Beaded lizards are a species of venomous lizard found mainly in tropical and scrub forests in the Southwestern United States, Northern and Southwestern Mexico, and Northern Guatemala. Adults are 13 to 18 inches in length, and they weigh between five and six pounds, with the male being slightly larger than the female. They have black bumpy scales that give it a beaded appearance, while the belly has soft scales that are beaded as well. The tail and the neck are covered in stripes and spots white to yellow in color. The tail is the longest part of the lizard at about 50% of its total length. This is where most of the fat is stored and will give the species energy in times of scarce food. They have a forked black tongue that they use to smell, much like a snake does. Beaded lizards become sexually mature around eight years of age and breed between February and March. After two months, females lay between three and 13 eggs and bury them about 12 centimeters into the ground to incubate for six months. This is all the parental care that the lengthened eggs receive and the juveniles are about five or six inches when they hatch. Having very few natural enemies (only humans, coyotes, and some raptors), the hatchlings are given a greater chance of survival. The lifespan of these lizards is over 30 years.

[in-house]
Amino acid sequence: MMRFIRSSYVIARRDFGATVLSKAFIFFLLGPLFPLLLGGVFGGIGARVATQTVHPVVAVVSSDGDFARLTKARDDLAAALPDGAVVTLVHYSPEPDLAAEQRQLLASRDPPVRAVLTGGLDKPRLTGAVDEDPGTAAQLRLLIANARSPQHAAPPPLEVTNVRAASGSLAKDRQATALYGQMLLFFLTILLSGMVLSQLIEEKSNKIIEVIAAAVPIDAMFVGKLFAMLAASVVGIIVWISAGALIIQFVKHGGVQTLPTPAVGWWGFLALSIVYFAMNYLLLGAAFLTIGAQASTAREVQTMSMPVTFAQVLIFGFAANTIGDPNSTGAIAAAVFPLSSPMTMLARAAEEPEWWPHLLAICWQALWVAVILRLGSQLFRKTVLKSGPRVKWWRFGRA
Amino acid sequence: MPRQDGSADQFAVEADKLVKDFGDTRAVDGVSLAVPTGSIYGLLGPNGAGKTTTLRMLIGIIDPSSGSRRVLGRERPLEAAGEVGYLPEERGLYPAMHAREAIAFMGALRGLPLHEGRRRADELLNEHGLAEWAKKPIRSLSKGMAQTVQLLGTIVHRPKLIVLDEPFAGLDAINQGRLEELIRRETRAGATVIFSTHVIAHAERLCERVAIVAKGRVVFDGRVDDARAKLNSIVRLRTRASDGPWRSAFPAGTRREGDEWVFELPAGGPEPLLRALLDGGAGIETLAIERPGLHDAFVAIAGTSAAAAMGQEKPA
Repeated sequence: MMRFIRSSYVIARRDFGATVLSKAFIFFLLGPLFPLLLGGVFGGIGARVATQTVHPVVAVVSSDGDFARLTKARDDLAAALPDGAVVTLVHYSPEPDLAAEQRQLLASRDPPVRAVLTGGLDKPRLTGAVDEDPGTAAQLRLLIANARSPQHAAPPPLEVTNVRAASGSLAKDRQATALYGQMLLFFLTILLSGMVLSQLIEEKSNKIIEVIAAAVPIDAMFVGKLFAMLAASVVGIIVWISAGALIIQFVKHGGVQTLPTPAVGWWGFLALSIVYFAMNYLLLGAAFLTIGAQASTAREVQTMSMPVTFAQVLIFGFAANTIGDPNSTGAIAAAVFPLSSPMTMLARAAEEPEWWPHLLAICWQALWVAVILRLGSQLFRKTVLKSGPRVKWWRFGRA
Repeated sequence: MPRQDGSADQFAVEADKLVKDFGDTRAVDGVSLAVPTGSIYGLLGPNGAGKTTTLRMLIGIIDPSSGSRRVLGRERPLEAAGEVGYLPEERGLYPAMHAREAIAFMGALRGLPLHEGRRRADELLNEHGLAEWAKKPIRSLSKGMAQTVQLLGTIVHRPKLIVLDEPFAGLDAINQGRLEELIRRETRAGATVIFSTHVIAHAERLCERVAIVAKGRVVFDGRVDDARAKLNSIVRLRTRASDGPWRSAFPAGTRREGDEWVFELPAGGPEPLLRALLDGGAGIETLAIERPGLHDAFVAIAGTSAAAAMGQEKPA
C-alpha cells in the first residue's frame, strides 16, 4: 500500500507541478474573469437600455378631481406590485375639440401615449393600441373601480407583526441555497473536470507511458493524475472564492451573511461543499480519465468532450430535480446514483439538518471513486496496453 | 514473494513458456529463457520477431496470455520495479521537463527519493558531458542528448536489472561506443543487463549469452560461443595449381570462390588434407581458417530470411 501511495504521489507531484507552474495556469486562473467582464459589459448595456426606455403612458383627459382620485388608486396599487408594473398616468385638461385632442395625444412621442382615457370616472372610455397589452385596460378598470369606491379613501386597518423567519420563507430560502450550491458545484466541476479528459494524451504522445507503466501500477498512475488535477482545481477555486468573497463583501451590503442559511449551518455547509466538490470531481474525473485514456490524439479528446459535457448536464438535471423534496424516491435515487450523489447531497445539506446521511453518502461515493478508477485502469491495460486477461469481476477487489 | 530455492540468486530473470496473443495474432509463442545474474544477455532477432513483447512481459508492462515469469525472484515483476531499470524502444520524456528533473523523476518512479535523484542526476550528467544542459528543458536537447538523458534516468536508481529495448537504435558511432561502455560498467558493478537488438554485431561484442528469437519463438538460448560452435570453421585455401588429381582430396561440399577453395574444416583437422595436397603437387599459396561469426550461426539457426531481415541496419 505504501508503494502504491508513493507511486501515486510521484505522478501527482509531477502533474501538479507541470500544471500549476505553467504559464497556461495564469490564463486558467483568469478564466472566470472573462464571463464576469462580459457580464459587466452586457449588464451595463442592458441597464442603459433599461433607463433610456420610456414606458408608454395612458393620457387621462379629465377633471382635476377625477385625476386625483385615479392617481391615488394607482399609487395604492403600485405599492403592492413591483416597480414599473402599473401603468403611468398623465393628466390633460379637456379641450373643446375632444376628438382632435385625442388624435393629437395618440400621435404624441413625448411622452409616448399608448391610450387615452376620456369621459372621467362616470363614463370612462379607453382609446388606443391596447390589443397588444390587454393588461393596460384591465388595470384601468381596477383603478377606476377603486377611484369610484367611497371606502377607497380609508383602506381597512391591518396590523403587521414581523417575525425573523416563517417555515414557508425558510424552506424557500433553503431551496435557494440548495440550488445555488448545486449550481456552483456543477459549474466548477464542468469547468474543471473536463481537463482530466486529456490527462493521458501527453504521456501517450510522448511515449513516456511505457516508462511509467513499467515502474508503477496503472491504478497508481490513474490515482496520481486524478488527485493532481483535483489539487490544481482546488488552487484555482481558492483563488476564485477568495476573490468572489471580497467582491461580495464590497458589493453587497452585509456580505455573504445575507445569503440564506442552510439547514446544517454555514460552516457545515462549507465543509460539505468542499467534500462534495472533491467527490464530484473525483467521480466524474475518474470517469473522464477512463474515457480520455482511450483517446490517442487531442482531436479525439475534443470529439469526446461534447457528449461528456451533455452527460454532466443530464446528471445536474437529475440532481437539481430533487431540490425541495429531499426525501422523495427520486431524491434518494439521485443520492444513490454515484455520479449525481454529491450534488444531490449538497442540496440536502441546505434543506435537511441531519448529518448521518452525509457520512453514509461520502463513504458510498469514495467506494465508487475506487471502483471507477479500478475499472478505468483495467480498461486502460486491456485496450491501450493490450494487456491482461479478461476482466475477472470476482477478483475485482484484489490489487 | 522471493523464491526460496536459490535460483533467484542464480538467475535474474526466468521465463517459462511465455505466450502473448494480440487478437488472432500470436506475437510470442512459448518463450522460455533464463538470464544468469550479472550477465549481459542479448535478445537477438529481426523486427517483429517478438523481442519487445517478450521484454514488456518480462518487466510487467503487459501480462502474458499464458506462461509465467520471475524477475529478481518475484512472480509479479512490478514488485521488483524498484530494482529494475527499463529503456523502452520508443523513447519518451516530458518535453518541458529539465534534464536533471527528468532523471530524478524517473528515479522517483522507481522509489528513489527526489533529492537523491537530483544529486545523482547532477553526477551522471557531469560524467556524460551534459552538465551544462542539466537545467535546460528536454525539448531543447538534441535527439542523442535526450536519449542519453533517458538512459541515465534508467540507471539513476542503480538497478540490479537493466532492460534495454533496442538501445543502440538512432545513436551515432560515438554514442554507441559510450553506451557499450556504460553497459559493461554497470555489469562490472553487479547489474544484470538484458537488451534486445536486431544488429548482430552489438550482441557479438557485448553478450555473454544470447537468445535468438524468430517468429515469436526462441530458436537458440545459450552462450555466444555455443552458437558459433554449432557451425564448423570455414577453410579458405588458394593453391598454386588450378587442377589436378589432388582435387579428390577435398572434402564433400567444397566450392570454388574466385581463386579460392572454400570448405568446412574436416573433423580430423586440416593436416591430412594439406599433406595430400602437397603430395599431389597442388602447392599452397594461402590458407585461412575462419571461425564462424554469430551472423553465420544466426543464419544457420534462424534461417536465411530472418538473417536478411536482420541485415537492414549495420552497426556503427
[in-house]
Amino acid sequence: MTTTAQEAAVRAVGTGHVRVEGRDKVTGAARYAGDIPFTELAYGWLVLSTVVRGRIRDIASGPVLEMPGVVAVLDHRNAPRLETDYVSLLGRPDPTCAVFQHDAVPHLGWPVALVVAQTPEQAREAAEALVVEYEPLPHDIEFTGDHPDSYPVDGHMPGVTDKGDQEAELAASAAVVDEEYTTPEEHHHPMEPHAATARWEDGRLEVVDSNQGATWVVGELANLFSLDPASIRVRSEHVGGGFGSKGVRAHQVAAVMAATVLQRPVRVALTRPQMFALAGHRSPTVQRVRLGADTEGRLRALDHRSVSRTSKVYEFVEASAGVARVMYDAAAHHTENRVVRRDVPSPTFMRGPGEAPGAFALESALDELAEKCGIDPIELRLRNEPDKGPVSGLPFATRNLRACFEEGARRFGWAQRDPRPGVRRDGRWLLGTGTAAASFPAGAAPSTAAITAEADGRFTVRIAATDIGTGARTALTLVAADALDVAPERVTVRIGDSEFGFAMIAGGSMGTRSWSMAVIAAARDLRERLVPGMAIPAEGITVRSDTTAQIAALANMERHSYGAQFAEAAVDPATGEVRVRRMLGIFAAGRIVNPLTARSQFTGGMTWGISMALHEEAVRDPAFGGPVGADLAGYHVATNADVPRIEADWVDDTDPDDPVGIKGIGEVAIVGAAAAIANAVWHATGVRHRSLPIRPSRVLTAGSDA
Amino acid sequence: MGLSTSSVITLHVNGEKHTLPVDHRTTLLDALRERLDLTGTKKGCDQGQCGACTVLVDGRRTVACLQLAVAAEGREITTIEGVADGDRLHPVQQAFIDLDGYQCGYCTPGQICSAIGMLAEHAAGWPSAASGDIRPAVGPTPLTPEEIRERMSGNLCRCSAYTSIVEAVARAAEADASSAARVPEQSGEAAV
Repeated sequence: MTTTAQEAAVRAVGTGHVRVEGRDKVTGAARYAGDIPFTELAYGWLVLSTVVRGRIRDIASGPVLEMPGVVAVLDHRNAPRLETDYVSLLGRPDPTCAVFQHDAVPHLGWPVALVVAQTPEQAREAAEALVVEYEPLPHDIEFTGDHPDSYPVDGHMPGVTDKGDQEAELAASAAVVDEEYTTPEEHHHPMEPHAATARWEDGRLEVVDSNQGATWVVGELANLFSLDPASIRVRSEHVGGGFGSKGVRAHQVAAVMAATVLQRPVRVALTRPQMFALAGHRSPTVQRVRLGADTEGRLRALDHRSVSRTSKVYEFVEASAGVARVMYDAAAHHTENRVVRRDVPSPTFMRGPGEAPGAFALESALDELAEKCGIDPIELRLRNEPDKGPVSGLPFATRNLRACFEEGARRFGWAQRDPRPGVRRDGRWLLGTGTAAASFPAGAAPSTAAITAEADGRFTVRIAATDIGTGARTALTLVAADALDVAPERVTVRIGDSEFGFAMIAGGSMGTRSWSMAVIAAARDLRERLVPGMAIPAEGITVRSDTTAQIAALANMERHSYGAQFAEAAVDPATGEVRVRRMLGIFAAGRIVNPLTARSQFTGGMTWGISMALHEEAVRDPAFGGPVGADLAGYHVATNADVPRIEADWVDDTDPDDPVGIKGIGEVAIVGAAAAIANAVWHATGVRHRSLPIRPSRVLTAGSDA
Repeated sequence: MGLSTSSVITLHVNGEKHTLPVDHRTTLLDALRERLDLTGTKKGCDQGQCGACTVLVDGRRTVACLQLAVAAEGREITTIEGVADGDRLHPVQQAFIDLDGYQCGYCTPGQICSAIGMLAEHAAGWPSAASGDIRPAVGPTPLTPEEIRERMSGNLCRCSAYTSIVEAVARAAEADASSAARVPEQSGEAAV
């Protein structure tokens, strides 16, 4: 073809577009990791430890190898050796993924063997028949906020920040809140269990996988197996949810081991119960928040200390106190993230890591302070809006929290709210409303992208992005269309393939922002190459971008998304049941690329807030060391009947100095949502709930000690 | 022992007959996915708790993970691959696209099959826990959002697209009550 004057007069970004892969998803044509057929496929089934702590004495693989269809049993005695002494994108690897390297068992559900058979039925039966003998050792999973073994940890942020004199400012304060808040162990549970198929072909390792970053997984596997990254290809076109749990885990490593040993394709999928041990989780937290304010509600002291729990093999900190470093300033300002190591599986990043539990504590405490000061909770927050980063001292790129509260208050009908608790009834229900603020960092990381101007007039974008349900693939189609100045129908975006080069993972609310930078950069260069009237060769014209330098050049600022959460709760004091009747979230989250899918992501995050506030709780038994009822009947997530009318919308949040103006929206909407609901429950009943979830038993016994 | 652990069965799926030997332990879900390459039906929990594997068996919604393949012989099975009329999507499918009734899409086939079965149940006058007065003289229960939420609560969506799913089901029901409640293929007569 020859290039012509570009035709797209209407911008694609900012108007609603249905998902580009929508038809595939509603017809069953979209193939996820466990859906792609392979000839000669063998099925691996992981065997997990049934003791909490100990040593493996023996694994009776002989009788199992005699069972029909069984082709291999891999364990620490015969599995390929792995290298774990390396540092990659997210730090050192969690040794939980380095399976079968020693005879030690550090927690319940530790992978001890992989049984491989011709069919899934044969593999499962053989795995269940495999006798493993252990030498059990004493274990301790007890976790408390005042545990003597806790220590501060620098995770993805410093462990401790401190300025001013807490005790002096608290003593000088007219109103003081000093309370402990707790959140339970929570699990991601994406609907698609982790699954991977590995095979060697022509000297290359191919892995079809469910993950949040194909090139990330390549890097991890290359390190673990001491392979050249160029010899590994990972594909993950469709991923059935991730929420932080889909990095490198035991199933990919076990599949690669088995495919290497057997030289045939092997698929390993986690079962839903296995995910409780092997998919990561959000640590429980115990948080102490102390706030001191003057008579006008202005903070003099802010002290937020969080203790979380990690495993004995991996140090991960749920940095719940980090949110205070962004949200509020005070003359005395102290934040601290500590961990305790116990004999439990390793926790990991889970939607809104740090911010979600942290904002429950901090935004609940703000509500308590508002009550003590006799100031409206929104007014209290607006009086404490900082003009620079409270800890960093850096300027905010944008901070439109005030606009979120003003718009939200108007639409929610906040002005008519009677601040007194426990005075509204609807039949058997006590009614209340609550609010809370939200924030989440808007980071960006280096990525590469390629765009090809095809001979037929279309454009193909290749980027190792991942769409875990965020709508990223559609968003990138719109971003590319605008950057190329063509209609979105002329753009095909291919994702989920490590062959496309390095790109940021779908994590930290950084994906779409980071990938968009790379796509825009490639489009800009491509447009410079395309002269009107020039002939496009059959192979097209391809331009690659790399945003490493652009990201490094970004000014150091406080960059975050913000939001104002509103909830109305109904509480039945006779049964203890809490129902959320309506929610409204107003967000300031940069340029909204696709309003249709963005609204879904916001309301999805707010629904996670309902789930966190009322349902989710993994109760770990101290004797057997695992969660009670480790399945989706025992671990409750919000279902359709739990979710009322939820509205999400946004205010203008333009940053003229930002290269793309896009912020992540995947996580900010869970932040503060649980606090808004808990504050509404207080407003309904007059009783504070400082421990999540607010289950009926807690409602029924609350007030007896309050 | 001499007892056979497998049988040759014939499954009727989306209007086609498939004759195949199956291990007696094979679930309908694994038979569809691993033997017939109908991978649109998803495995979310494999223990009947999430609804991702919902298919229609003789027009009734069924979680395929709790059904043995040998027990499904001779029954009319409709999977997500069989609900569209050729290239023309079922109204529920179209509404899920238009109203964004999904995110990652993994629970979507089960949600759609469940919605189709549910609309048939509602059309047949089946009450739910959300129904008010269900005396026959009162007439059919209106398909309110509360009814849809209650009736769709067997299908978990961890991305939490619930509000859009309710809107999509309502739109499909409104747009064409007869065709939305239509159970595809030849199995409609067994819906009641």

This species is nocturnal and resides in burrows during most of the day. As an adult, this species is carnivorous, feeding on small mammals, birds, lizards, frogs, insects, and eggs. This is one of two lizards (along with the Gila monster) that were thought to be the only venomous reptiles in the world, apart from venomous snakes. However, recent research has discovered that many lizards in the iguana and monitor families have venom-producing glands. In the two Heloderma species (the Beaded lizard and Gila monster), the toxin is produced in modified glands in the lower lips. From there, it is transferred to the teeth of the lower jaw. The toxins can’t be produced in large amounts, so they use chewing movements to rub the toxin into the wound. They use this tactic only defensively and emit a warning with a hissing sound first. Humans are the biggest threat to the Beaded lizard due to habitat loss and fear of their venom, giving them the classification of Vulnerable by the IUCN.